CRs Tour
: Mon:
fils in Kod tod Gold metalic
One day we might forget our cares,
The selfish needs that fill our prayers,
And turn our pleading into praise,
Acknowledging God’s gracious ways.
We have had home and daily bread,
And thank Thee for full tables spread.
If death has claimed our very best,
We thank Thee for a loved one’s rest;
And praise that Providence can bring
Sweet water from each bitter spring.
For things.we have not understood
We thank Thee, Giver of all good.
For leading nations through their strife
Into a larger, better life
‘We thank Thee, knowing war will cease
Before the coming Prince of peace;
And for the care that broods above
Each soul we thank Thee, God of love.
—By Myra Goodwin Plantz.
— Subscribe for the Watchman.
Twenty-Three Accidents Every Min-
ute in the Day.
One person in every nine in the
United States meets with an accident
every year, and one out of every ten
deaths is chargeable to accidental
causes, according to a newly complet-
ed survey just made public. The sur-
vey figures show that there are up-
wards of 12,000,000 accidents every
year in this country, 23 every minute
and 1,380 every hour.
Annually more than 100,000 persons
lose arms, feet or hands as the result of
accidents. In New York City alone
there are some 36,000 cripples—half
of them under sixteen years of age.
The annual economic loss to the
United States is estimated at more
than five billions of dollars.
Mm A vegetable
aperient, adds
tone and vigor to
the digestive and
eliminative system,
improves the appe-
tite, relieves Sick
Headache and Bil-
fousness, corrects
One-third the regular dose. Made
of same ingredients, then candy
coated. For children and adults.
Cut Flowers...
Potted Plants...
Artistic Funeral Work
fll Kinds of Fruit Trees
Strawberry Flants
Berries and Vines
Charles Tabel, Proprietor
Bellefonte Pa
Phone 139-J 71-39-3t We Deliver
Our Meats
whether they be Beef, Pork or
Fowl, is always assured, because
we buy only the best and have our
own refrigeration plant in which
we season without freezing the
flavor out of our products.
Orders by telephone always receive
prompt attention.
Telephone 450
P. L. Beezer Estate
Market on the Diamond
KLINE WOODRING. — Attorney-at
Law, Bellefonte, Pa. Practices in
all courts. Office, room 18 Crider's
Exchange, ~ b1-1y
Law, Bellefonte, Pa. Prompt at
tention given all legal business en-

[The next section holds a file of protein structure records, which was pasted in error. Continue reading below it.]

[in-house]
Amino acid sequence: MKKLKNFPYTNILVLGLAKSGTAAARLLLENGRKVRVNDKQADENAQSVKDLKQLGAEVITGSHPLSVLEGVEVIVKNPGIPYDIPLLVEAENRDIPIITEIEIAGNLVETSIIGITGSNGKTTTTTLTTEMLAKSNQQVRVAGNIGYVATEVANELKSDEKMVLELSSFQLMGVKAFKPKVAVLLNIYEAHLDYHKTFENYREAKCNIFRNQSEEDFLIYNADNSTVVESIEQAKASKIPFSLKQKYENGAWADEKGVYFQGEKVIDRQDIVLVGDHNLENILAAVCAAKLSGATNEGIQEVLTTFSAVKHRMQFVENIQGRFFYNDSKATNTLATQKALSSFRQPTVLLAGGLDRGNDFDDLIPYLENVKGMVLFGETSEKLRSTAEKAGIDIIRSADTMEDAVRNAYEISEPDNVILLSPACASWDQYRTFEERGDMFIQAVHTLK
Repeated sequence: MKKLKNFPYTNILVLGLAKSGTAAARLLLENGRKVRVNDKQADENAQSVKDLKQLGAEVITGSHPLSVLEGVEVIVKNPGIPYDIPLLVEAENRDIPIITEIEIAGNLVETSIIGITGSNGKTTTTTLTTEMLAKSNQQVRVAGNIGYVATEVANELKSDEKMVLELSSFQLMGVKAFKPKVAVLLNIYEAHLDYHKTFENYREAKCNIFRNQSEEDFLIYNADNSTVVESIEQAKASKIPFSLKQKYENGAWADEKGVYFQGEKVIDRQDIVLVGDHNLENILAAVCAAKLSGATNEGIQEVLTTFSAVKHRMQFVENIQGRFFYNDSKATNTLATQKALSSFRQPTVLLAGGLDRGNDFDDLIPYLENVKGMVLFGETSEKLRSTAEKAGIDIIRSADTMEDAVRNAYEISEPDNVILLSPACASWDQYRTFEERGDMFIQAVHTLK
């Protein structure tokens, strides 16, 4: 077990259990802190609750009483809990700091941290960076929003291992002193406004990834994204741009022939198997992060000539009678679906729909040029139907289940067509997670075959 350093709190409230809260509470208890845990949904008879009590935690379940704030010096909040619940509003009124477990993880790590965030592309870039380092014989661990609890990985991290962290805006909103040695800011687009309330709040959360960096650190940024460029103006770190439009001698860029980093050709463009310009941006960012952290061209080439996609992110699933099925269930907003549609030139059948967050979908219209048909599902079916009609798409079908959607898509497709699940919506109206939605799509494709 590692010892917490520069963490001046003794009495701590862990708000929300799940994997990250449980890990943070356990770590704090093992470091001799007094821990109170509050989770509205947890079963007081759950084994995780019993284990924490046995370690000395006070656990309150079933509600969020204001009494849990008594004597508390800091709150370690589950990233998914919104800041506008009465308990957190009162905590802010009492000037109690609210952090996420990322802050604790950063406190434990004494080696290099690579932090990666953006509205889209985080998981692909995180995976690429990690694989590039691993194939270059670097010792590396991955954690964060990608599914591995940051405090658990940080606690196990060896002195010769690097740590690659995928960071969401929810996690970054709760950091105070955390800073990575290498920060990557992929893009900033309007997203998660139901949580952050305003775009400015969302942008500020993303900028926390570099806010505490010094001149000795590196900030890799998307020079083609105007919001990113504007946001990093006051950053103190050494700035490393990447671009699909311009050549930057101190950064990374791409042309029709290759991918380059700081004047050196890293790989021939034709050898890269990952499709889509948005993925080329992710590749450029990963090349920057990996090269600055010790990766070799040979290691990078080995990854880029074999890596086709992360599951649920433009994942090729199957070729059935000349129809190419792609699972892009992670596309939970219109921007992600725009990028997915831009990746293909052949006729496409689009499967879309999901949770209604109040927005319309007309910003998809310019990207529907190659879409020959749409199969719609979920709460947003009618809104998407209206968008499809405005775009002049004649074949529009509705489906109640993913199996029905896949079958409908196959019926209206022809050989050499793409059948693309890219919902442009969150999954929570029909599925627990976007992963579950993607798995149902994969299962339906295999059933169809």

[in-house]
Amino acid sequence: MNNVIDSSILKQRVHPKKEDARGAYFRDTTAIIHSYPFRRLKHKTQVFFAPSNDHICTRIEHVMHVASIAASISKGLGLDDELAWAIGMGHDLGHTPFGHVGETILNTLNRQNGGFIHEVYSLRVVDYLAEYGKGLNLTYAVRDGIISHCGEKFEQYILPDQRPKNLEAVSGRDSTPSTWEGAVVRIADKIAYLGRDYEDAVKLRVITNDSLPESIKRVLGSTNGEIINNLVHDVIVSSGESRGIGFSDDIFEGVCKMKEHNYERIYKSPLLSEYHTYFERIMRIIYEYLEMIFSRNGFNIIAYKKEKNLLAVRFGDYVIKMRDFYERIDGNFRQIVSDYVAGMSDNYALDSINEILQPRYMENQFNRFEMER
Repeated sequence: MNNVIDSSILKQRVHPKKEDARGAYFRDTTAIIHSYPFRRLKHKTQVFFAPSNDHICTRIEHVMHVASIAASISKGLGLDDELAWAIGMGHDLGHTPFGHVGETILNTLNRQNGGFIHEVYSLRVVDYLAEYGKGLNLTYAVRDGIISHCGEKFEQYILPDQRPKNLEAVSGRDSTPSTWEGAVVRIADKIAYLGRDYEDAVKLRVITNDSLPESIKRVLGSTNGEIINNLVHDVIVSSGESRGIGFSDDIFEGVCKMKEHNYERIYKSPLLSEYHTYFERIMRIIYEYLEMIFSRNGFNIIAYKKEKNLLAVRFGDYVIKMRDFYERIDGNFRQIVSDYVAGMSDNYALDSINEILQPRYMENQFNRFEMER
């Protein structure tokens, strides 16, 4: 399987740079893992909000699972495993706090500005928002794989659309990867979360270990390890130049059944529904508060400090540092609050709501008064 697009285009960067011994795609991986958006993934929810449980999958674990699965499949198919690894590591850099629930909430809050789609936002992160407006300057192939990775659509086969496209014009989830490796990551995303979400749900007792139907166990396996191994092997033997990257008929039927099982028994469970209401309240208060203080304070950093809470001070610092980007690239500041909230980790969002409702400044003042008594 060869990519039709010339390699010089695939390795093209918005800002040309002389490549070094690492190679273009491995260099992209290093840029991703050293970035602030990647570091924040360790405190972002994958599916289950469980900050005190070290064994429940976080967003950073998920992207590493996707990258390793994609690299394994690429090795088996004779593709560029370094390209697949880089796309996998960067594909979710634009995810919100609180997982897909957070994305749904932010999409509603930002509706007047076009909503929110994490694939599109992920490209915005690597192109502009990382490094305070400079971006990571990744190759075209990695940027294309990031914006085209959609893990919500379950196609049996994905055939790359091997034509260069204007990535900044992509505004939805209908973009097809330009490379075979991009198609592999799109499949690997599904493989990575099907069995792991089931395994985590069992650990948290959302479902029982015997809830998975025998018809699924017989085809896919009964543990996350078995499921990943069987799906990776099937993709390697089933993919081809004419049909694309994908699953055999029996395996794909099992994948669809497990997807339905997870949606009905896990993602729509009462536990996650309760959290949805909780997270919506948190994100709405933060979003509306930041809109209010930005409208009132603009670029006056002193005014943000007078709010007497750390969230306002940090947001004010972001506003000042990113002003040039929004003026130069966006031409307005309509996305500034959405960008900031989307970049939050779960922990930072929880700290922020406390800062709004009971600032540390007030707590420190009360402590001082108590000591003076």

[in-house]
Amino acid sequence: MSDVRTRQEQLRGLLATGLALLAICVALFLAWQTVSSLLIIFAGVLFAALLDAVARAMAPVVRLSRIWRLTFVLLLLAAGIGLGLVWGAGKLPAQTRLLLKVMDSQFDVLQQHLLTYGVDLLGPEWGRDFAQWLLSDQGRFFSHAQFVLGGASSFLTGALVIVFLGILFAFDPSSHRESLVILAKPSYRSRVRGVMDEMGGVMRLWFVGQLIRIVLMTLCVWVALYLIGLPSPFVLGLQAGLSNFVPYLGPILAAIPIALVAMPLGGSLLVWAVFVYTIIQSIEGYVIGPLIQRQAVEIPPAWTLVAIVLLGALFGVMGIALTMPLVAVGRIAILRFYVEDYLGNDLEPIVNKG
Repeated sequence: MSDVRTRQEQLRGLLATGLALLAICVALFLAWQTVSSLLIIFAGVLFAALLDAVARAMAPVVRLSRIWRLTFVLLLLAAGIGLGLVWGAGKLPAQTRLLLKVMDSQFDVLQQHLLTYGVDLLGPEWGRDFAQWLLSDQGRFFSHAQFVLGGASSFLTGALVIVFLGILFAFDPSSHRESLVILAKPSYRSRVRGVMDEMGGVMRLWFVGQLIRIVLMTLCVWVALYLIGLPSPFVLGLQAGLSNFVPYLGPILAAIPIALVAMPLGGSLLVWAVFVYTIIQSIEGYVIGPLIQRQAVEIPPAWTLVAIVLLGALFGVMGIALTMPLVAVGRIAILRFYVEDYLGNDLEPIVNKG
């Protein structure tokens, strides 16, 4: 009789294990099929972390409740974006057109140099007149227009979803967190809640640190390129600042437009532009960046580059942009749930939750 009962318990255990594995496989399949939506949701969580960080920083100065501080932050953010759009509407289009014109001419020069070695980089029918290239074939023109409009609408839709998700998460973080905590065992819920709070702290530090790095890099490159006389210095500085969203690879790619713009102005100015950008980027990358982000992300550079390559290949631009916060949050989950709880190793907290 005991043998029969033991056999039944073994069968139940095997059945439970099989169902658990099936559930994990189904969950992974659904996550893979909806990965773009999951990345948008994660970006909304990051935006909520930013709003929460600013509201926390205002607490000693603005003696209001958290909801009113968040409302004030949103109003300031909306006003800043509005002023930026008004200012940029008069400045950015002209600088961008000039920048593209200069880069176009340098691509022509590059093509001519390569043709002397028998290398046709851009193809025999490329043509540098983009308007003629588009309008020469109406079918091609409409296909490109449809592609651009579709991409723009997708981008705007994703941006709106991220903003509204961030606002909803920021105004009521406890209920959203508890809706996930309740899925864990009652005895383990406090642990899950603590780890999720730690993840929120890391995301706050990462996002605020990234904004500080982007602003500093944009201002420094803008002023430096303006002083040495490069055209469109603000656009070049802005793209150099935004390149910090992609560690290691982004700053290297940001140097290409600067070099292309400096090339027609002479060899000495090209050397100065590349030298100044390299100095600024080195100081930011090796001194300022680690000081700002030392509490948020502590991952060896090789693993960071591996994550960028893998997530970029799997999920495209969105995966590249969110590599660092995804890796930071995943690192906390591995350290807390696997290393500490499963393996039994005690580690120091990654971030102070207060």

trusted to his care. Offices—No. 5, East
High street. 57-44
M. KEICHLINE. — Attorney-at-Law
and Justice of the Peace. All pro-
fessional business will receive
prompt attention. Offices on second floor
of Temple Court. 49-5-1y
G. RUNKLE. — Attorney-at-Law.
Sonsultetion = nln Sia Ger-
man. ce in
Bellefonte, Pa. oy 558
Bellefont OSTEOPATH. §
nte tate Colle
Crider’s Ex. 66-11 Holmes ne
8. GLENN, M. D., Physician and
Surgeon, State College, Centre
county, Pa. Office at bis eal.
tered and
Optometrist, Regis-
licensed by the State.
Eyes examined, glasses fitted. Sat-
isfaction guaranteed. Frames repaired and
lenses matched. Casebeer Bldg. High St.
Bellefonte, Pa. 71-22-tf
VA B. ROAN, Optometrist. Licensed
by the State Board. State College,
every day except Saturday. Belle-
fonte, in the Garbrick building opposite
the Court House, Wednesday - afternoons
from 2 to 8 p. m. and Saturdays 9 a. m. to
4.30 p. m. Bell Phone. 68-40
We Keep a Full Line
of Feeds in Stock
Try Our Dairy Mixtures
—22% protein; made of all
Clean, Pure Feeds—
$44.00 per Ton
We manufacture a: Poultry
Mash good as any that you
can buy, $2.90 per hundred.
Wagner's Dairy ............ $44.00 per ton
Purina Cow Chow.. .........50.00 *
0il Meal, 84 per cent. protein, 54.00 “ «
Cotton Seed, 48 pr. ct. prot., 44.00 “ «
Gluten, 23 per cent protein, 45.00 « «
Alfalfa Meal .....co000000000s 45.00 « «
BEAR veer riisnvsnrvris ones 8400 « #
MIAAUNES voor irre aren: svons 86.00 ¢ ©
(These Prices are at the Mill)
$2.00 per Ton Extra for Delivery.
We are discontinuing the storage
of wheat. After July 1st, 1926, all
wheat must be sold when delivered to
our mill.
b. 1. Wagner & Go., Ine
66-11-1yr. BELLEFONTE, PA.
Caldwell & Son
~ Bellefonte, Pa.
and Heating
By Hot Water
Pipeless Furnaces
Full Line of Pipe and Fit-
tings and Mill Supplies
All Sizes of Terra Cotta
Pipe and Fittings
Cheerfully ana Promptly Furnished
Fine Job Printing
at the
There is no style of work, from the
cheapest “Dodger” to the finest
‘that we can not do in the most sat-
isfactory manner, and at Prices
consistent with the class of work.
Call on or communicate with this
This Interests You
The Workman's Compensation
Law went info effect Jan. 1,
1916. It makes insurance compul-
sory. We specialize in placing
such insurance. We inspect
Plants and recommend Accident
Prevention Safe Guards which
Reduce Insurance rates.
It will be to your interest to
consult us before placing your
Bellefonte 43-18-1yr. State College